The Howard Jarvis Taxpayers Association has filed an appeal of a San Francisco Superior Court ruling that special tax-increase measures submitted to the voters last year needed only a simple majority to pass instead of a two-thirds vote.
“This is a brand new loophole contravening the voters’ intent in Propositions 13 and 218 that all local special taxes require two-thirds voter consent,” said HJTA president Jon Coupal.
The Court based its ruling on a California Supreme Court opinion in a 2017 case, California Cannabis Coalition v. City of Upland. But that case did not involve whether a tax increase proposed by voter initiative needed a two-thirds vote to pass, nor decided if the two-thirds vote applied only to tax increases proposed by government entities.
“We argued that Upland never reached this issue. And we argued that this creates a two-margin system. Now, when the politicians themselves use the citizens’ initiative process, they can ignore the requirement of two-thirds voter consent,” said HJTA attorney Laura Dougherty, “This violates the traditional understanding of the law over the past forty years and leads to absurd results.”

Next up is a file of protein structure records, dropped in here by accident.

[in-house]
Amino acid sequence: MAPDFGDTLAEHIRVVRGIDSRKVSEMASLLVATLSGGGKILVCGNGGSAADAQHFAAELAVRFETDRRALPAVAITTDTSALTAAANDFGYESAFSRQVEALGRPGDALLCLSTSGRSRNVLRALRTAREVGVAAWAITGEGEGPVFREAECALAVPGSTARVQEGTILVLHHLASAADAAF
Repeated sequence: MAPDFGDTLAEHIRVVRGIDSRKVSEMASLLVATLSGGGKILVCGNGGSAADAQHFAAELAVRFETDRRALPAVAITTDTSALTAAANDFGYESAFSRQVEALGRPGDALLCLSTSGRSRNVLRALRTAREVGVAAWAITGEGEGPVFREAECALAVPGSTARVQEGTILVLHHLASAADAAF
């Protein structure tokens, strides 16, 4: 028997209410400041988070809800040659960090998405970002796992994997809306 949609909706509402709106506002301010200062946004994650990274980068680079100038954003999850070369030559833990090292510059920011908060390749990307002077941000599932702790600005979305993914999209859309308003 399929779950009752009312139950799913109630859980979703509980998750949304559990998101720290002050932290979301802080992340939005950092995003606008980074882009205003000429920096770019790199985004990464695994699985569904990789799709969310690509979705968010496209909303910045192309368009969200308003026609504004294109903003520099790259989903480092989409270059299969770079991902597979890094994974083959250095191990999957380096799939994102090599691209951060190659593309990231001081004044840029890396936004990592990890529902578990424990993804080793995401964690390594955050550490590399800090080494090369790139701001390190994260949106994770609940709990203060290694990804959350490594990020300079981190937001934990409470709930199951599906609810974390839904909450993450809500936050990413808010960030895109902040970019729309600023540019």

Fifty-one percent of San Francisco voters approved a June 2018 measure, designated as Proposition C. That measure is a tax on commercial rents to raise more than $145 million annually for childcare, early education, and salary increases for preschool teachers. A November measure, also called Proposition C, imposes a gross receipts tax on larger businesses to raise $300 million for homeless housing and services. It received 61 percent voter approval.
Proposition 13, approved by California voters in 1978, requires a two-thirds vote of the electorate to pass a tax increase for any special purpose.
“The Legislative Analyst’s Office, California League of Cities, and numerous other local governments have agreed that all local special taxes require two-thirds voter consent,” Dougherty said. “The San Francisco Superior Court formally disagrees and has created a huge loophole.”